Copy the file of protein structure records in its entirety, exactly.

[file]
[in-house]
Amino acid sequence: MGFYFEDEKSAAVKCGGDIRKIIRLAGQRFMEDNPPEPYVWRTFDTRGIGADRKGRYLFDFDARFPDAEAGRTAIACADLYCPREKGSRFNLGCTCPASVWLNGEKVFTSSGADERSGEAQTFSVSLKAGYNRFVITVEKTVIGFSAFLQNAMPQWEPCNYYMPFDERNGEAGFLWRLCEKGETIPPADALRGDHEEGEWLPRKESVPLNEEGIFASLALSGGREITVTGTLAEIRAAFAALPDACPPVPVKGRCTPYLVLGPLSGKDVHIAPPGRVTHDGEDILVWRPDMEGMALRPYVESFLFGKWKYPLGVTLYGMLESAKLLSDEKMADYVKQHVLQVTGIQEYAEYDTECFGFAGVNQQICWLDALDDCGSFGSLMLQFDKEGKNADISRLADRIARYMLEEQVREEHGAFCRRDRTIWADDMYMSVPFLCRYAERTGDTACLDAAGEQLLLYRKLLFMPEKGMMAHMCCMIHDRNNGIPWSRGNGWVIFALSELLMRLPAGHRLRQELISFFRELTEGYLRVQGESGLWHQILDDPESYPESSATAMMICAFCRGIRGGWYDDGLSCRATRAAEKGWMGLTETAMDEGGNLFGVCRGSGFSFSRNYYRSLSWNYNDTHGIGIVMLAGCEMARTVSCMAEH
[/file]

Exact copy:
[in-house]
Amino acid sequence: MGFYFEDEKSAAVKCGGDIRKIIRLAGQRFMEDNPPEPYVWRTFDTRGIGADRKGRYLFDFDARFPDAEAGRTAIACADLYCPREKGSRFNLGCTCPASVWLNGEKVFTSSGADERSGEAQTFSVSLKAGYNRFVITVEKTVIGFSAFLQNAMPQWEPCNYYMPFDERNGEAGFLWRLCEKGETIPPADALRGDHEEGEWLPRKESVPLNEEGIFASLALSGGREITVTGTLAEIRAAFAALPDACPPVPVKGRCTPYLVLGPLSGKDVHIAPPGRVTHDGEDILVWRPDMEGMALRPYVESFLFGKWKYPLGVTLYGMLESAKLLSDEKMADYVKQHVLQVTGIQEYAEYDTECFGFAGVNQQICWLDALDDCGSFGSLMLQFDKEGKNADISRLADRIARYMLEEQVREEHGAFCRRDRTIWADDMYMSVPFLCRYAERTGDTACLDAAGEQLLLYRKLLFMPEKGMMAHMCCMIHDRNNGIPWSRGNGWVIFALSELLMRLPAGHRLRQELISFFRELTEGYLRVQGESGLWHQILDDPESYPESSATAMMICAFCRGIRGGWYDDGLSCRATRAAEKGWMGLTETAMDEGGNLFGVCRGSGFSFSRNYYRSLSWNYNDTHGIGIVMLAGCEMARTVSCMAEH